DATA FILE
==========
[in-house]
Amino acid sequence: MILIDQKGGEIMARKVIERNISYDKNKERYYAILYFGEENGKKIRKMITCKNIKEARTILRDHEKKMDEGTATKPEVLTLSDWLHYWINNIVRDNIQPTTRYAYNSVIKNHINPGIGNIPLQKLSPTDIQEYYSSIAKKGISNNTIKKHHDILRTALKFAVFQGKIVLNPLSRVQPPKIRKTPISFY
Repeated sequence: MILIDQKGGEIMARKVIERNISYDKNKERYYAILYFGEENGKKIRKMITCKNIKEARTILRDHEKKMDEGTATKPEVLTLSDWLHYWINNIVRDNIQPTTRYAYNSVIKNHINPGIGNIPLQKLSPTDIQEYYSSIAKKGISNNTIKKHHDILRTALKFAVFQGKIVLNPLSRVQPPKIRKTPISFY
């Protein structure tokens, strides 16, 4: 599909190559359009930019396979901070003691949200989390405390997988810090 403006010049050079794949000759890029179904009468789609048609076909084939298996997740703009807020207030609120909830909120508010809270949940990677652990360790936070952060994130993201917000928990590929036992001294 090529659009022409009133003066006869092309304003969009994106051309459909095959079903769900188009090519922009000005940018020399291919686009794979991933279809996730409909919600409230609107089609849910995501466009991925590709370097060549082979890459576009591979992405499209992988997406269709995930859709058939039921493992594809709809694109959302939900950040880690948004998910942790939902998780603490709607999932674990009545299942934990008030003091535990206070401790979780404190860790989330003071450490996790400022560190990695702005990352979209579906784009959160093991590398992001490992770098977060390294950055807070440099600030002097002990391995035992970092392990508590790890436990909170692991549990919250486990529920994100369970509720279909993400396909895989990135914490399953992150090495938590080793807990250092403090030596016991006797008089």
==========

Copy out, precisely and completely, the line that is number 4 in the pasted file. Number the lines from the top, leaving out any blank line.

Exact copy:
């Protein structure tokens, strides 16, 4: 599909190559359009930019396979901070003691949200989390405390997988810090 403006010049050079794949000759890029179904009468789609048609076909084939298996997740703009807020207030609120909830909120508010809270949940990677652990360790936070952060994130993201917000928990590929036992001294 090529659009022409009133003066006869092309304003969009994106051309459909095959079903769900188009090519922009000005940018020399291919686009794979991933279809996730409909919600409230609107089609849910995501466009991925590709370097060549082979890459576009591979992405499209992988997406269709995930859709058939039921493992594809709809694109959302939900950040880690948004998910942790939902998780603490709607999932674990009545299942934990008030003091535990206070401790979780404190860790989330003071450490996790400022560190990695702005990352979209579906784009959160093991590398992001490992770098977060390294950055807070440099600030002097002990391995035992970092392990508590790890436990909170692991549990919250486990529920994100369970509720279909993400396909895989990135914490399953992150090495938590080793807990250092403090030596016991006797008089």